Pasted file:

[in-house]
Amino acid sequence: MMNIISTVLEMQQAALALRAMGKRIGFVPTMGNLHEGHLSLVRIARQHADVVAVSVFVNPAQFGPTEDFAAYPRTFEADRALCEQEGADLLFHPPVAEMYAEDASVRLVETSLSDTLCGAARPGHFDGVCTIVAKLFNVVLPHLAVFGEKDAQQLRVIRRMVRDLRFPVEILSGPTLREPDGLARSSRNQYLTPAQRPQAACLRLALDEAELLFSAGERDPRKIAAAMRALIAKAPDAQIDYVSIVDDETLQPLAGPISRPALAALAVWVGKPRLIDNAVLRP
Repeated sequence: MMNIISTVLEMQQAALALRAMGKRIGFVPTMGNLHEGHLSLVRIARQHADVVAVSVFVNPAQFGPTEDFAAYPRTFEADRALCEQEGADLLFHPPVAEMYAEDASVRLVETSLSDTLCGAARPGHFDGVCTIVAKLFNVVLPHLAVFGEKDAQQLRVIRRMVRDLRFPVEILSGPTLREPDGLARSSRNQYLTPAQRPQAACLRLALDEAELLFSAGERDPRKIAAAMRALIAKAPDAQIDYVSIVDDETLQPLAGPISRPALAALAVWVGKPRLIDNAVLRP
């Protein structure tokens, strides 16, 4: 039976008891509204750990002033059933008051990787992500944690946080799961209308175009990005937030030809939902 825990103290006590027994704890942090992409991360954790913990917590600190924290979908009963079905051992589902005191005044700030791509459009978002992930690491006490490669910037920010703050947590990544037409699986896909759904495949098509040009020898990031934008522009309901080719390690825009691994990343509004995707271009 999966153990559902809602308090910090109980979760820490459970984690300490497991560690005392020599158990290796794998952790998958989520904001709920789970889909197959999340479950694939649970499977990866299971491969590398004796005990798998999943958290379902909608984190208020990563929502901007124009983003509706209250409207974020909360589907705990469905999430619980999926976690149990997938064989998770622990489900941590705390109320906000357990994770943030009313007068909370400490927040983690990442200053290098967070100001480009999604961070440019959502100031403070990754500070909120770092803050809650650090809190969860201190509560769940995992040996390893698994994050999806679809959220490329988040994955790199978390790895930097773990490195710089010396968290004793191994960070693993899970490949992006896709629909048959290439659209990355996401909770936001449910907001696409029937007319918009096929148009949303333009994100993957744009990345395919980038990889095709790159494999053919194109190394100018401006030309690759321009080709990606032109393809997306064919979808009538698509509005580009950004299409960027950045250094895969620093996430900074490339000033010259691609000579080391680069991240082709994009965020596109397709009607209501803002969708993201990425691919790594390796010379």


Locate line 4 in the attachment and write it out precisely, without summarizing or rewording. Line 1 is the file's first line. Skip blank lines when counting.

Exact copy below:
């Protein structure tokens, strides 16, 4: 039976008891509204750990002033059933008051990787992500944690946080799961209308175009990005937030030809939902 825990103290006590027994704890942090992409991360954790913990917590600190924290979908009963079905051992589902005191005044700030791509459009978002992930690491006490490669910037920010703050947590990544037409699986896909759904495949098509040009020898990031934008522009309901080719390690825009691994990343509004995707271009 999966153990559902809602308090910090109980979760820490459970984690300490497991560690005392020599158990290796794998952790998958989520904001709920789970889909197959999340479950694939649970499977990866299971491969590398004796005990798998999943958290379902909608984190208020990563929502901007124009983003509706209250409207974020909360589907705990469905999430619980999926976690149990997938064989998770622990489900941590705390109320906000357990994770943030009313007068909370400490927040983690990442200053290098967070100001480009999604961070440019959502100031403070990754500070909120770092803050809650650090809190969860201190509560769940995992040996390893698994994050999806679809959220490329988040994955790199978390790895930097773990490195710089010396968290004793191994960070693993899970490949992006896709629909048959290439659209990355996401909770936001449910907001696409029937007319918009096929148009949303333009994100993957744009990345395919980038990889095709790159494999053919194109190394100018401006030309690759321009080709990606032109393809997306064919979808009538698509509005580009950004299409960027950045250094895969620093996430900074490339000033010259691609000579080391680069991240082709994009965020596109397709009607209501803002969708993201990425691919790594390796010379």